The last glacial period left its indelible mark on the terrain. The route I planned starts on the valley floor, undulating glacial till covered by mixed pine and hardwood forest, and wetlands. It then climbs through wild ravines covered with dark conifers.
Things usually get a little rougher when you pass a sign that says this
Things apparently got rough here at some point in a different way. Larger caliber bullets than usual were used on this mailbox.
Coming down the last little grade before the brook, I heard the sharp hiss of a large and drastic sliced tire. I pulled off at what turned out to be the scene of someone's luau.
I had known by the sound that the news would not be good. The tire had a slice up the sidewall as fine as a knife cut. I wondered what I could have hit. This would need a reinforcing boot to keep the tube from bulging through the slash. I knew I had brought my wallet for some better reason than mere identification.
My plans to spend a couple of hours riding the less-traveled roads bled into the sand as I fit the tire, laboriously inflated it, saw that I needed to re-position the the folded dollar bill inside it, deflated it, worked one bead off, corrected the problem with the boot and laboriously re-inflated the tire. Even if I could have gotten it to full pressure before nightfall, the deformation of the casing showed that this would not be a good idea. The idea of riding even farther from home and having another flat seemed like an even worse idea.
Feeling silly and defeated, I trudged up the little grade where the puncture had occurred, hoping to see a jagged fragment of broken bottle, or twisted sheet metal. Instead, all I found were some pieces of blue stone with sharp edges that still did not seem capable of the blade-thin slice in the tire.
In all the times I've banzaied down a gravel road, using exactly the same type of tires, I have never had tire damage like this. But maybe Effingham bought singularly vicious gravel. Stone age people fashioned cutting blades from rocks of the right composition. Seems like a stupid choice for a road surface, even for car tires. Must have been a good price.
I needed to get home so I could fix the tire properly. I hopped on the bike and pedaled slowly, savoring the forest. I had reached the section where houses and cabins appear again, when I spotted a garter snake stretched out straight in the dirt and gravel. It was so sluggish when I poked it the first couple of times, I thought I might be too late. I almost always am. But it came abruptly to life when I picked it up.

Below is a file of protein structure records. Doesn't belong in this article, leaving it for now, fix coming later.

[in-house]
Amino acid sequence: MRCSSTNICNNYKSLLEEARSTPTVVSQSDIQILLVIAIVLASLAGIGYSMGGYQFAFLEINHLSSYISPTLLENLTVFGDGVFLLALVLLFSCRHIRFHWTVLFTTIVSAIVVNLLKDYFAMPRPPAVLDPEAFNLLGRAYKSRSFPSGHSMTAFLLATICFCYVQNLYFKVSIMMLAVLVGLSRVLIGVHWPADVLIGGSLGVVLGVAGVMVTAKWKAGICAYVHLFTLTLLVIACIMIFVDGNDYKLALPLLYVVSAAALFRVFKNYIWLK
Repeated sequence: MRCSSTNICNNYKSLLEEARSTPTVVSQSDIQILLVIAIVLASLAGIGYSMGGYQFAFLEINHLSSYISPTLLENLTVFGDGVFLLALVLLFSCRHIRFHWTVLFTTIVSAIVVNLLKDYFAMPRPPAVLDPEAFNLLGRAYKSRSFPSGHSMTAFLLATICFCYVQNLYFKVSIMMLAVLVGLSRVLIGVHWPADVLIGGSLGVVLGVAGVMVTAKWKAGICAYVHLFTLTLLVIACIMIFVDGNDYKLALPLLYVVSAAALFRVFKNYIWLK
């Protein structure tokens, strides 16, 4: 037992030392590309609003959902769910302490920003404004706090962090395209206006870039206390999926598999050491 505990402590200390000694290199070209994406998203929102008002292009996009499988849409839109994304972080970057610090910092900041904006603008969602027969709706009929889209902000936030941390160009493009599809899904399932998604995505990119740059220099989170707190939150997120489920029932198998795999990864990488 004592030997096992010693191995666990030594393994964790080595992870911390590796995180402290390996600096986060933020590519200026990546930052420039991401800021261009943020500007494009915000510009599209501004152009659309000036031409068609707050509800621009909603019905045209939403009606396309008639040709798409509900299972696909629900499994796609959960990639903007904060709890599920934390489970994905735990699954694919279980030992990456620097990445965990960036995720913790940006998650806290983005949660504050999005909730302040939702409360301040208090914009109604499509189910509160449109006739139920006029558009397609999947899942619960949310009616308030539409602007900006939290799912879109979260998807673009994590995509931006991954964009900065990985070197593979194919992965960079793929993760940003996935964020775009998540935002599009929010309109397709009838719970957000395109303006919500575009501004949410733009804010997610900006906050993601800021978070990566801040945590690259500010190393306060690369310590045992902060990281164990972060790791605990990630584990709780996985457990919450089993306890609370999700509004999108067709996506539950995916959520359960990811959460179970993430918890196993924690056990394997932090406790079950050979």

The rare Northeastern Pretzel Snake
If I had not turned back because of my tire, I would not have happened upon that snake. Since I usually arrive too late to save any of the small creatures whose bodies I see along the road, I felt slightly compensated for my loss and inconvenience. I'm still pissed about the waste of a good tire, but it's not the first time and probably not the last. And the stupid snake might crawl back onto the road today, or tomorrow, or next week. I'm not going to argue with the momentary happiness of saving a creature who probably found the whole encounter very disturbing and feels no gratitude. For some reason I like animals.
Hands black with tire grime and smelling of snake urine, I wended my way back out to the paved road, and onward to home base. After washing up and having a bit of food, I pulled out a new new tire I had not expected to need until some time next year. I always try to have one around.
The damaged tire had a version of the classic Titanic Puncture. The true Titanic Puncture is a sidewall gash you get in a brand new tire on its first ride. This tire wasn't on its maiden voyage, but it hadn't been on the bike for more than a few weeks at most.
First step: asset recovery
The Titanic Punctures I've gotten in the past were all on the road and came from pieces of metal I was able to find, even though I had not spotted them soon enough to avoid them. The somewhat mysterious origin of this one makes it more disturbing. I've ridden that bike through that road a number of times.
If it had just been a snakebite I would not have had to turn back. So I'd get the bite and the snake would die.
Life is weird.